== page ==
Quantum Chromo Dynamics (in short QCD) is the field that studies the strong force between quarks . Like QED (Quantum Electro Dynamics) studies the electromagnetic force on the basis of quantum field theory, QCD does so as well. So we will find many similarities in applying fields, waves, interactions and how the force comes about. However, many of the processes in QCD cannot be calculated exactly. So it is not as advanced as QED.

The three kinds of charge in QCD (as opposed to one in quantum electrodynamics or QED) are usually referred to as "color charge" by loose analogy to the three kinds of color (red, green and blue) perceived by humans.

Other than this nomenclature, the quantum parameter "color" is completely unrelated to the everyday, familiar phenomenon of color.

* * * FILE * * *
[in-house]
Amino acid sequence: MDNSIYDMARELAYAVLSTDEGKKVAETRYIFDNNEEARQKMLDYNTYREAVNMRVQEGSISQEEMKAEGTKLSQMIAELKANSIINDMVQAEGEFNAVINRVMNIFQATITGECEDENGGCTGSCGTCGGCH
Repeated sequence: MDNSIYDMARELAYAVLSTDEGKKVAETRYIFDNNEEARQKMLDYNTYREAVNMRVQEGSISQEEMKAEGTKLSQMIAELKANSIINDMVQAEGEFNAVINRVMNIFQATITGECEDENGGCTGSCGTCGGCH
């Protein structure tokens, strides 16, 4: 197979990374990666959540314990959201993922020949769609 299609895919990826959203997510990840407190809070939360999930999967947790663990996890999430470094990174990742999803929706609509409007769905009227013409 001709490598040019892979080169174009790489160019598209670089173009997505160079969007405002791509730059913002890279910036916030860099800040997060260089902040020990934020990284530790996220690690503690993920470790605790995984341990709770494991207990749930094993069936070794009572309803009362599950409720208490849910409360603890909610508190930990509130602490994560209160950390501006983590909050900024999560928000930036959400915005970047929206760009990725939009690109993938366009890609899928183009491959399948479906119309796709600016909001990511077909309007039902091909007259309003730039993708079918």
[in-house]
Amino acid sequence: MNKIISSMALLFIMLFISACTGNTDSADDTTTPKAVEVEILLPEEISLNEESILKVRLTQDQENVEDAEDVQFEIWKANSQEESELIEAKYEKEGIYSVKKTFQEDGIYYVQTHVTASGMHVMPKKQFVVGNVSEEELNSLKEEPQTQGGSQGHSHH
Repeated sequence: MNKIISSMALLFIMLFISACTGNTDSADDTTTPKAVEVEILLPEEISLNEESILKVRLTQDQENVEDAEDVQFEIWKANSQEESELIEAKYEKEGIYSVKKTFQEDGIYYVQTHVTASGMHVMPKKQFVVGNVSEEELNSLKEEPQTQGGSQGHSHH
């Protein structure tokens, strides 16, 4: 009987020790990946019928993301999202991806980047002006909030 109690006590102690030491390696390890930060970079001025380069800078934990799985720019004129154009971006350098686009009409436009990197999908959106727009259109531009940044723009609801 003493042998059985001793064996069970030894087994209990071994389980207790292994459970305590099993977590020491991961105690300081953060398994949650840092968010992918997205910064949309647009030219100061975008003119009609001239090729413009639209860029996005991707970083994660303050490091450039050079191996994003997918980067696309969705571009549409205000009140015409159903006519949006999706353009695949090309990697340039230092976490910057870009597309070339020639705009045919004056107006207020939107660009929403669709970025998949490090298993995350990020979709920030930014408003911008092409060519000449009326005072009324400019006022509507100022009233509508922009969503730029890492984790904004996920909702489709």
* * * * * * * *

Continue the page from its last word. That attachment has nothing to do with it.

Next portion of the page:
In the 1980s, scientists discovered that a proton’s three valance quarks (red, green, blue) account for only a fraction of the proton’s overall spin. More recent measurements have revealed that gluons (yellow corkscrews) contribute as much as or possibly more than the quarks. *(Brookhaven National Laboratory)*

Since the theory of electric charge is dubbed "electrodynamics", the Greek word χρῶμα (chrōma, "color") is applied to the theory of color charge, "chromodynamics".

By 1947, physicists believed that they had a good understanding of what the smallest bits of matter were. There were electrons, protons, neutrons, and photons (the components that make up the vast part of everyday experience such as atoms and light) along with a handful of unstable (i.e., they undergo radioactive decay) exotic particles needed to explain cosmic rays observations such as pions, muons and hypothesized neutrino.